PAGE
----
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Tamiko Cabatic prepares blood samples for blood typing and screening at the Oklahoma Blood Institute in Oklahoma City.
Brent Fuchs / Journal Record

 

 

Oklahoma City’s biotech industry is budding, but politics, investment and education are hampering its growth.

The Journal Record’s Catherine Sweeney reports the industry attracts billions of dollars annually. However, some pieces of legislation have branded the state as “anti-research,” poor education funding limits the number of students who can work in STEM field, and investors are leery of the state.

In 2014, the city of Flint, Michigan changed the source of its water from the city of Detroit to the Flint River. But in the transition to river water, officials didn’t implement proper anti-corrosion measures. Lead leached from old pipes into the water supply, and in some homes, lead levels measured 10 times higher than the limit set by the Environmental Protection Agency.

Last month, lead levels in Flint's city water finally tested below federal-action level. But residents are still being cautioned to use filters on their faucets, or to drink bottled water.

Harvard researchers say they’ve created metallic hydrogen

Feb 25, 2017

Hydrogen is the most abundant element in the universe — and we know it mainly as a gas, not a metal. But in 1935, the physicists Eugene Wigner and Hillard Bell Huntington theorized that under high enough pressures, hydrogen could actually become metallic.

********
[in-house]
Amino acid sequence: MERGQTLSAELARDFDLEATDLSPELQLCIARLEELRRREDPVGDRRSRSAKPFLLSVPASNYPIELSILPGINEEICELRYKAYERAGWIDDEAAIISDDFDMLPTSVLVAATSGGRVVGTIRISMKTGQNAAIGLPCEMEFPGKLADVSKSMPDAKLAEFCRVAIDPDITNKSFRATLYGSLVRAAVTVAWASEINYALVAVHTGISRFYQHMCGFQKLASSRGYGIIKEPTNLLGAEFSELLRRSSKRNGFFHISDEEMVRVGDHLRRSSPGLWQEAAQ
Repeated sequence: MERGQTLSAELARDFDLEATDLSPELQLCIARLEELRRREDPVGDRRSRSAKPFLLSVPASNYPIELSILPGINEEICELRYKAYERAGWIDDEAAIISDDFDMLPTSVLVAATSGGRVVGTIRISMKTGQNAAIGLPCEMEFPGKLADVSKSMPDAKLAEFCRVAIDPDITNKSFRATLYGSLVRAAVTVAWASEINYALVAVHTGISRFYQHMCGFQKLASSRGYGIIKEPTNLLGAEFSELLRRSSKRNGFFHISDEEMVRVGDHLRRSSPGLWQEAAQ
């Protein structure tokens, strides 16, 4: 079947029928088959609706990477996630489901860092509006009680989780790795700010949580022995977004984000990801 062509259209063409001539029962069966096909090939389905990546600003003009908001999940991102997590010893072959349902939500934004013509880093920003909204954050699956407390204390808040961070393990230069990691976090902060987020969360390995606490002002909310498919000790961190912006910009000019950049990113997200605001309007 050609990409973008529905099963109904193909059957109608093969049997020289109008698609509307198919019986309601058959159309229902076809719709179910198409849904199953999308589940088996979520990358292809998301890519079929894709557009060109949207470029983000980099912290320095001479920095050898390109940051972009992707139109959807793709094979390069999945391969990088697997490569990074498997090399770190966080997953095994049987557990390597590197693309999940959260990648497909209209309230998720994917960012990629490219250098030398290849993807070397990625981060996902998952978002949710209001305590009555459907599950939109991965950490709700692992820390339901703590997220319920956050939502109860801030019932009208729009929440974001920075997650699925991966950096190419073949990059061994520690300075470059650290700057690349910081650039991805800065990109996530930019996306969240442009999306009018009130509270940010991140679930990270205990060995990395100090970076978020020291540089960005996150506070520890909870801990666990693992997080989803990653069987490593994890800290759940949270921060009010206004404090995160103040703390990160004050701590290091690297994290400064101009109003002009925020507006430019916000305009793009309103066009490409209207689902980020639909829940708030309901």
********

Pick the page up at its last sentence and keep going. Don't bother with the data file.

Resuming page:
Since then, scientists have tried all sorts of techniques to create metallic hydrogen. Now, reporting in the journal Science, researchers at Harvard University say they’ve squeezed hydrogen between two diamonds — and made metal happen.

Can This Treatment Combat Hearing Loss?

Feb 25, 2017

How Can We Discover Better Antibiotics?

Feb 25, 2017

Crude prices are on the rise, drilling activity is ramping up, and Oklahoma’s oil and gas regulator wants to limit the volume of wastewater energy companies pump into underground disposal wells, an activity scientists say is fueling the state’s earthquake boom.

 

The Oklahoma Corporation Commission on Friday detailed the new restrictions, which add to those already in place in a 15,000 square-mile region that covers parts of central and northwestern Oklahoma.

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